In these two examples of partnerships between universities and business, the federal government had been an important silent partner. The expansion of engineering and science departments during World War II, along with rapid increase in federal funding for university research in the decades thereafter, had created centers of excellence in basic and applied research throughout the country. State and local governments were making important investments in higher education—particularly conspicuous were those of California and New York, which were building new campuses—and 2-year community colleges were springing up everywhere. The recruitment of an increasing percentage of high-school graduates into new post-secondary programs, above all those of the 2-year colleges, was taking place. Governments helped build an infrastructure in which the new partnerships could succeed. “My colleagues on the President’s Council of Advisors on Science and Technology [PCAST] during this administration refer to this whole phenomenon as ‘the ecology of innovation,’” Dr. Marburger said, explaining that the term suggested “the notion of a ‘system’ in the innovation process.” This has been a subject of much study; in fact, he reckoned that many attending the symposium have looked at economic development occurring around the nucleus of a research university or federal laboratory, where this development has been fostered by the investment of public funds at the federal and state levels.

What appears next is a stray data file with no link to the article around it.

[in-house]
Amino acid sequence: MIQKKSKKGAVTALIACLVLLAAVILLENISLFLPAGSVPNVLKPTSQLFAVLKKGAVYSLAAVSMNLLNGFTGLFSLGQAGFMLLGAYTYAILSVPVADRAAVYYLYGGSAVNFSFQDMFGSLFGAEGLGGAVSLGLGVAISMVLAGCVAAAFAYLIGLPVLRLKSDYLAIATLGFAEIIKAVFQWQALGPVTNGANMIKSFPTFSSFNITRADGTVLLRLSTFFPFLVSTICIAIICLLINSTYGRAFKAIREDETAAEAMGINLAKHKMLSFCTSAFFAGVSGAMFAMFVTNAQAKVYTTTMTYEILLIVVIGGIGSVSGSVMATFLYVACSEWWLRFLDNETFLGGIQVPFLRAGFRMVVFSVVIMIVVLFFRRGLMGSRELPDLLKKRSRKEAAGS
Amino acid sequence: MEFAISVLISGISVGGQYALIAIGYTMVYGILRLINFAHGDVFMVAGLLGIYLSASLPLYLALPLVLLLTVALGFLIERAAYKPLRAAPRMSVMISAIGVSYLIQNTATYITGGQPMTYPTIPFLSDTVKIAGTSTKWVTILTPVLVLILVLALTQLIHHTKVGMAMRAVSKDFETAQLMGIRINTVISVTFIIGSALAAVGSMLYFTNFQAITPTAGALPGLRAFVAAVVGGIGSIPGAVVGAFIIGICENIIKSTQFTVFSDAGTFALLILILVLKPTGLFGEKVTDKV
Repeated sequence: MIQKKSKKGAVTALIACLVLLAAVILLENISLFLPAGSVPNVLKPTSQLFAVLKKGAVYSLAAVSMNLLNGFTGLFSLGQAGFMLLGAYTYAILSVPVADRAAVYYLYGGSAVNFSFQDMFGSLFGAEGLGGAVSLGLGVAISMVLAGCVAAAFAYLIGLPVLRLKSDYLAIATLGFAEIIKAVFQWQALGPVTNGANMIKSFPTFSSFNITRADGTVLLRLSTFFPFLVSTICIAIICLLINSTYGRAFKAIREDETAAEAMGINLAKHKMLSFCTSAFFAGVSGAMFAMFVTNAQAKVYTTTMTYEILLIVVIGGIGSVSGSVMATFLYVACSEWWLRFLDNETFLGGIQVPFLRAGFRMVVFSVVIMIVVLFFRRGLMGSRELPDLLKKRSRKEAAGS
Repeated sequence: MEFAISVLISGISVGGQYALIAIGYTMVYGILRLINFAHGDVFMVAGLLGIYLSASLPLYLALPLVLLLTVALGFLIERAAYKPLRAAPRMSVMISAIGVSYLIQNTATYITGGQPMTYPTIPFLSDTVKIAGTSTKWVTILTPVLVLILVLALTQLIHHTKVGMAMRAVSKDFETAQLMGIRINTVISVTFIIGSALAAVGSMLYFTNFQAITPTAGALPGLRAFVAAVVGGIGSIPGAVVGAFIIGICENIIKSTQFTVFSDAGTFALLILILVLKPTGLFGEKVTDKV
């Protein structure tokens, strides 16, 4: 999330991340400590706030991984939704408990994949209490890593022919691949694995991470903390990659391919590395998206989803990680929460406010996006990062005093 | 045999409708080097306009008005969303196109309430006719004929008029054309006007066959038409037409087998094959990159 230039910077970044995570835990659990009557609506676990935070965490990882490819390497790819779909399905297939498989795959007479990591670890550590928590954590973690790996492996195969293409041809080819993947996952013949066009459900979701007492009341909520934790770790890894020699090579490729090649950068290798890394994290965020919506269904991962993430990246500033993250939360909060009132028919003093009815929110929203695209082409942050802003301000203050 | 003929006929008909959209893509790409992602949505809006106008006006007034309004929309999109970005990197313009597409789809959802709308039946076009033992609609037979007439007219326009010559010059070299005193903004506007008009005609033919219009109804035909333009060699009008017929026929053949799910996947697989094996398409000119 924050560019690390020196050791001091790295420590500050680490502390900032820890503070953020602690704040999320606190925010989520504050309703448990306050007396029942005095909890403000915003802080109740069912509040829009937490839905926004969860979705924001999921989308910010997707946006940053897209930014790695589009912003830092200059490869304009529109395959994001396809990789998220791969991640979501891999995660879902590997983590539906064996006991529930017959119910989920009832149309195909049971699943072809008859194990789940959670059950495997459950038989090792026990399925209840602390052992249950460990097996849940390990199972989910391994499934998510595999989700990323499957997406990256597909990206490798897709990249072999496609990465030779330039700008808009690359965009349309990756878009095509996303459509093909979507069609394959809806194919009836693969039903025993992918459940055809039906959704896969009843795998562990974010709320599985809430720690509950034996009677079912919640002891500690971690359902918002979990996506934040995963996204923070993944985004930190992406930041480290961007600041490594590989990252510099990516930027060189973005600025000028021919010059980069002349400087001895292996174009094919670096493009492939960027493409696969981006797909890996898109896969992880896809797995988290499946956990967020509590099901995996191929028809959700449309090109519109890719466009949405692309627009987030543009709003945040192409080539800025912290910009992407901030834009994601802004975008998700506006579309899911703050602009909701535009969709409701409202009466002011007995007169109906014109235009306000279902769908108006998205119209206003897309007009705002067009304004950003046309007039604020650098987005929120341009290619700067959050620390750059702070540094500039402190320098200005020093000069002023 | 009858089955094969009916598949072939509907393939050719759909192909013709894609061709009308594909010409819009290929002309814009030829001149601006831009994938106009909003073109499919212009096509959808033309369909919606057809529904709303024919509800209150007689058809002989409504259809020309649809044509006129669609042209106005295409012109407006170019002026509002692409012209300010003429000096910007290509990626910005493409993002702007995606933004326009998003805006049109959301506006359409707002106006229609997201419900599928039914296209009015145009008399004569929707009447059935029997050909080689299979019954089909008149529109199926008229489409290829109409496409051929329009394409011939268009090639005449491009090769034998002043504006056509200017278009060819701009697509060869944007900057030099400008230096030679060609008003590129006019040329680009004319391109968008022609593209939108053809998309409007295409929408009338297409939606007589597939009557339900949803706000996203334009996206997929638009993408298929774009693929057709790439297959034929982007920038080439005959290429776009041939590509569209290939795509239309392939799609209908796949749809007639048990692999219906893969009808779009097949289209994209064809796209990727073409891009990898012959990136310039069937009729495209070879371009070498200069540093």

Five categories embracing institutional participants in innovation systems were identified in a study prepared for PCAST, which Dr. Marburger cochaired with the prominent Silicon Valley venture capitalist Floyd Kvamme, by the Science and Technology Policy Institute (STPI), an organization attached to OSTP and operated by the Institute for Defense Analyses:

  1. governments, which play a key role in setting broad policy directions and a primary role in funding basic scientific research;

  2. private enterprises and their research institutes, which contribute to development and other activities that are closer to the market than governments are;

  3. universities and related institutions that provide key knowledge and skills;

  4. bridging institutions acting as intermediaries under such names as “technology center,” “technology brokers,” or “business innovation centers,” which play an important if understated role in closing the gaps among the other actors and had been important to the success of all types of research centers; and

  5. other organizations, public and private, such as venture capital firms, federal laboratories, and training organizations.

The STPI study also identified four contextual factors sufficiently important to the operation of innovation systems to be able to make or break them: market conditions, physical infrastructure, education and training, and regulatory conditions. The innovation-systems approach looked at by PCAST the previous year identified barriers to specific policy objectives and assigned functions to mitigate



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